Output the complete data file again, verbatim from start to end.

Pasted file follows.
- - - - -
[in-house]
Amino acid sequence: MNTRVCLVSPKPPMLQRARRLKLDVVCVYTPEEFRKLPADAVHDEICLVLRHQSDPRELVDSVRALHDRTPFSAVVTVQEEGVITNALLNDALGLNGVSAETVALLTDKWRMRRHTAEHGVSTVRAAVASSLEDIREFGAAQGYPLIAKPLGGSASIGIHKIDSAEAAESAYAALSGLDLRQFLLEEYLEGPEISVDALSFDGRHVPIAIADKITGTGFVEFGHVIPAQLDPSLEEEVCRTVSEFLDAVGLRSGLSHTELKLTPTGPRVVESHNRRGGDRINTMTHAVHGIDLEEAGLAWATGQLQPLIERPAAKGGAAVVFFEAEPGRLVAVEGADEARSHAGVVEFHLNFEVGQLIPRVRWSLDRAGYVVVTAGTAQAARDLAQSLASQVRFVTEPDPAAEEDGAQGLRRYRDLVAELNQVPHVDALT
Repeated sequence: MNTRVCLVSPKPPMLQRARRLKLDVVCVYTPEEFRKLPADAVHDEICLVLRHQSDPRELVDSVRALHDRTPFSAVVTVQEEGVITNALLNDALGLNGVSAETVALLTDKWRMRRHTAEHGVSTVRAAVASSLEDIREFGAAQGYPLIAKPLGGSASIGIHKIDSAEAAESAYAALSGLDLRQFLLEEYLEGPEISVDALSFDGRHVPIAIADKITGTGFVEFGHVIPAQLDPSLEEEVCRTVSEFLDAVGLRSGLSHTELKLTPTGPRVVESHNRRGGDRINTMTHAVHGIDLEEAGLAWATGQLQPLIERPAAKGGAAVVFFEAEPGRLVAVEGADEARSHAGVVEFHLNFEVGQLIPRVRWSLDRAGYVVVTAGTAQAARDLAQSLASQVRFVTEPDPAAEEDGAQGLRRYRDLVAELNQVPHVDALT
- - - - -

[in-house]
Amino acid sequence: MNTRVCLVSPKPPMLQRARRLKLDVVCVYTPEEFRKLPADAVHDEICLVLRHQSDPRELVDSVRALHDRTPFSAVVTVQEEGVITNALLNDALGLNGVSAETVALLTDKWRMRRHTAEHGVSTVRAAVASSLEDIREFGAAQGYPLIAKPLGGSASIGIHKIDSAEAAESAYAALSGLDLRQFLLEEYLEGPEISVDALSFDGRHVPIAIADKITGTGFVEFGHVIPAQLDPSLEEEVCRTVSEFLDAVGLRSGLSHTELKLTPTGPRVVESHNRRGGDRINTMTHAVHGIDLEEAGLAWATGQLQPLIERPAAKGGAAVVFFEAEPGRLVAVEGADEARSHAGVVEFHLNFEVGQLIPRVRWSLDRAGYVVVTAGTAQAARDLAQSLASQVRFVTEPDPAAEEDGAQGLRRYRDLVAELNQVPHVDALT
Repeated sequence: MNTRVCLVSPKPPMLQRARRLKLDVVCVYTPEEFRKLPADAVHDEICLVLRHQSDPRELVDSVRALHDRTPFSAVVTVQEEGVITNALLNDALGLNGVSAETVALLTDKWRMRRHTAEHGVSTVRAAVASSLEDIREFGAAQGYPLIAKPLGGSASIGIHKIDSAEAAESAYAALSGLDLRQFLLEEYLEGPEISVDALSFDGRHVPIAIADKITGTGFVEFGHVIPAQLDPSLEEEVCRTVSEFLDAVGLRSGLSHTELKLTPTGPRVVESHNRRGGDRINTMTHAVHGIDLEEAGLAWATGQLQPLIERPAAKGGAAVVFFEAEPGRLVAVEGADEARSHAGVVEFHLNFEVGQLIPRVRWSLDRAGYVVVTAGTAQAARDLAQSLASQVRFVTEPDPAAEEDGAQGLRRYRDLVAELNQVPHVDALT